If we were to ask what Jesus would do (a question you hear more often in Republican precincts), it would not be this.
But hey. As we know, Republicans promise to "repeal and replace" the Affordable Care Act. So far they have only enthused about the repeal part, as they have no ideas or strategy for replacing it. Indeed, keeping all the popular parts -- no exclusion for pre-existing conditions, children's coverage on parental plans until the age of 26, and no lifetime caps on coverage -- requires the subsidies and mandates that have proven so unpopular.
Or: You can't have your cake and eat it too. What we will end up seeing, after all the political theatrics, is a "new" health care plan that looks a lot like what President Obama already figured out seven years ago. Republicans will proclaim triumph even after doing nothing at all. Even Orwell would be stunned.
This week we took in La La Land, Damian Chazelle's glittering tribute to Hollywood as well as a love story of what might have been. (Spoilers below).
The tribute to Hollywood shines through in the many allusions to classic films -- the photo montage above, part of this article by Aisha Harris in Slate, captures those well. I would add that the film, unsurprisingly given its title, is also a love letter to Los Angeles. There are numerous shots of the Rialto Theater, the Griffith Observatory, and the glittering hills.
Sebastian (Ryan Gosling) and Mia (Emma Stone) are two dreamers. Sebastian is a talented musician who wants to open an old-time jazz club, Mia is a talented actress seeking her big break who endures many humiliating auditions along the way. As the film starts Sebastian is reduced to playing Jingle Bells for tips, while Mia pours coffee for superstars on the Warner Brothers lot.
They meet, they argue, they stroll, they sing, they fall in love.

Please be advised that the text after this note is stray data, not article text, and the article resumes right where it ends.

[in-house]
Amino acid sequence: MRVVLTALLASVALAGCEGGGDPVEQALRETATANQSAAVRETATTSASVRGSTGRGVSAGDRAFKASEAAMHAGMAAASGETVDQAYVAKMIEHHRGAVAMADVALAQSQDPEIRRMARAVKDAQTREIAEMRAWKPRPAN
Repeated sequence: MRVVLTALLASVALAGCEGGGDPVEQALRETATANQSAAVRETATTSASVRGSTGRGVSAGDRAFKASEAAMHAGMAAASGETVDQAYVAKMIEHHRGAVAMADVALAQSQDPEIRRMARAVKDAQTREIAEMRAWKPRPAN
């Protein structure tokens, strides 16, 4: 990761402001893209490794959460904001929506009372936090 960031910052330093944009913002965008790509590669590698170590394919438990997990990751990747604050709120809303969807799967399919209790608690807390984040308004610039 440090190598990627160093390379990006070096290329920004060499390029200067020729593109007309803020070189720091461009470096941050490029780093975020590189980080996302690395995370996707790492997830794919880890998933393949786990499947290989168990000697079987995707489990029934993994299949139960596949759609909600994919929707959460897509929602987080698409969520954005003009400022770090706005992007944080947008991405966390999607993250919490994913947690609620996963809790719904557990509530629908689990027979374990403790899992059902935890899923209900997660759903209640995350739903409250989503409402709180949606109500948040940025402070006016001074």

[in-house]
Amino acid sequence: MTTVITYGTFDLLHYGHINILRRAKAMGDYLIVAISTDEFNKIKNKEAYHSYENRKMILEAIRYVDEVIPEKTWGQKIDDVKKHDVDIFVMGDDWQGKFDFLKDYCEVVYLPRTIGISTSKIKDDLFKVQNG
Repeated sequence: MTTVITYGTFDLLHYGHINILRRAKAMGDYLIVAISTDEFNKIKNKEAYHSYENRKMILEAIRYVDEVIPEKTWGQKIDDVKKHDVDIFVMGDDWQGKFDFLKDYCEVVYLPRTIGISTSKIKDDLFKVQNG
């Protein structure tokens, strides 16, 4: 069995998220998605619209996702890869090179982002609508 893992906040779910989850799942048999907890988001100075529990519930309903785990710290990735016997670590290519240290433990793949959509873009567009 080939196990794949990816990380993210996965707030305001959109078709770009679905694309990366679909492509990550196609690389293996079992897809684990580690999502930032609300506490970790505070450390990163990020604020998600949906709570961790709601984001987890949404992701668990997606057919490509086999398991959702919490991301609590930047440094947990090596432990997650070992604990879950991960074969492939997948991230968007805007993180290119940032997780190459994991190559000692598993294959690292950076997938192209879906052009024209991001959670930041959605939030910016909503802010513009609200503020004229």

About that singing -- at first I was worried, because musicals can be cheesy. But La La Land strikes the right balance between spoken dialogue and song, with some nice dashes of magical realism (at one point Gosling and Stone are flying through the air) along the way.
As you might expect with two talented and striving artists, life becomes more challenging once they achieve success. Sebastian joins a jazz band (which to his mind proffers a bastardized but lucrative form of the art) that requires lots of touring. He sees it as a means to an end, which remains opening his own jazz club. Mia writes and performs in a one woman show, which she views as a disaster but actually leads to her big break.
Mia becomes extremely famous, Sebastian opens a club that rocks the night away. For their own individual dreams to flourish, their collective union must wither.
A timeless story, sure. But there is nothing new under the sun. In lesser hands these strains would become cliche, in Chazelle's hands they become art.
For millions of people, myself included, 2016 has been a brutal political year. The election of Donald Trump to be the next President of the United States reinforced all the worst impulses of human nature, and taught young white men that merciless bullying is the way to get what you want. The next four years will be painful.
As is my habit in times of grief, I return to favorite novels. Which is why I find myself re-reading Wallace Stegner's masterpiece Angle of Repose after many years. One of my treasured memories from Northwestern is of a fellow student reading Angle of Repose in the dining hall and laughing uproariously as she turned the pages. I can now confirm that the novel is hilarious.